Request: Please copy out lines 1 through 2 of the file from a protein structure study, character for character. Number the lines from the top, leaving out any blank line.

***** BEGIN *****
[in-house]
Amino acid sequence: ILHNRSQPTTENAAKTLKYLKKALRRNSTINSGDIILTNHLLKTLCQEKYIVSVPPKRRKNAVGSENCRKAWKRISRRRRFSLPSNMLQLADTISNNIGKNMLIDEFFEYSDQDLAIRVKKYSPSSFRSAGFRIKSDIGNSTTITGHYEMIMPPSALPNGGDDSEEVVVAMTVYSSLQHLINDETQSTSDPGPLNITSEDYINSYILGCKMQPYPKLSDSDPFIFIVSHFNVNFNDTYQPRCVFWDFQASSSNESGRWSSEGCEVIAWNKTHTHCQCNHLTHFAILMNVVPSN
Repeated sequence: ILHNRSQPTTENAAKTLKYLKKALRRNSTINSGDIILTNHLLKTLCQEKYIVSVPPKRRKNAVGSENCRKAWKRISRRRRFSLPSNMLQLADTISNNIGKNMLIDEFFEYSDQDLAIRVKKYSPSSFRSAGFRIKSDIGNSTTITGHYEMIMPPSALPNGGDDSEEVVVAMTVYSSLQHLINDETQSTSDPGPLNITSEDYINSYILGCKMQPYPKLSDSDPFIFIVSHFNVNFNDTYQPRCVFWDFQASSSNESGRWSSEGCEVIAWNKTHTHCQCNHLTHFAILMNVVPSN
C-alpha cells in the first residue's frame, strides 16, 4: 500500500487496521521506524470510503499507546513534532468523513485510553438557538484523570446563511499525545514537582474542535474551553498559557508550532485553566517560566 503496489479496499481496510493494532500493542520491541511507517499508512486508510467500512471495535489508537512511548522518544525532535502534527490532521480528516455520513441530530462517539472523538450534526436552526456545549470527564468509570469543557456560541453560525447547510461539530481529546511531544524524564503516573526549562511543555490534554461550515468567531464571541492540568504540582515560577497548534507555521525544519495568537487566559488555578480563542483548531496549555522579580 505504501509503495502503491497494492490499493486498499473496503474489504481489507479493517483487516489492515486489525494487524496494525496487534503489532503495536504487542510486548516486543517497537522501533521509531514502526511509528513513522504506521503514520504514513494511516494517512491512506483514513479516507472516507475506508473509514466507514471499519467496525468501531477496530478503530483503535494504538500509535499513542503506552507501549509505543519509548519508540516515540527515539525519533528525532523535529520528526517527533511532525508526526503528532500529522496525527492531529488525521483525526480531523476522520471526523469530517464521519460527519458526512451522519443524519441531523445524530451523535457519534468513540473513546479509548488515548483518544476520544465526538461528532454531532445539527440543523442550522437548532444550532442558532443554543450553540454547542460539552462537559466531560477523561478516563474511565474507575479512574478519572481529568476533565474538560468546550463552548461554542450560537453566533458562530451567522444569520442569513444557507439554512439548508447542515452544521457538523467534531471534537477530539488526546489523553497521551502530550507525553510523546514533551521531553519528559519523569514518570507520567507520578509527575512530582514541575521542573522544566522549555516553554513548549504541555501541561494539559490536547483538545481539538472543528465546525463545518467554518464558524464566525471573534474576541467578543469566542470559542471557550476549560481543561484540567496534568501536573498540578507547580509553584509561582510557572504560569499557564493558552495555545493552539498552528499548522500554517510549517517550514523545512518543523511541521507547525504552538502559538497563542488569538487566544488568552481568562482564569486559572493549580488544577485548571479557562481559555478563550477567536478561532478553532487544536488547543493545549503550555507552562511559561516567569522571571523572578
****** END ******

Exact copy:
[in-house]
Amino acid sequence: ILHNRSQPTTENAAKTLKYLKKALRRNSTINSGDIILTNHLLKTLCQEKYIVSVPPKRRKNAVGSENCRKAWKRISRRRRFSLPSNMLQLADTISNNIGKNMLIDEFFEYSDQDLAIRVKKYSPSSFRSAGFRIKSDIGNSTTITGHYEMIMPPSALPNGGDDSEEVVVAMTVYSSLQHLINDETQSTSDPGPLNITSEDYINSYILGCKMQPYPKLSDSDPFIFIVSHFNVNFNDTYQPRCVFWDFQASSSNESGRWSSEGCEVIAWNKTHTHCQCNHLTHFAILMNVVPSN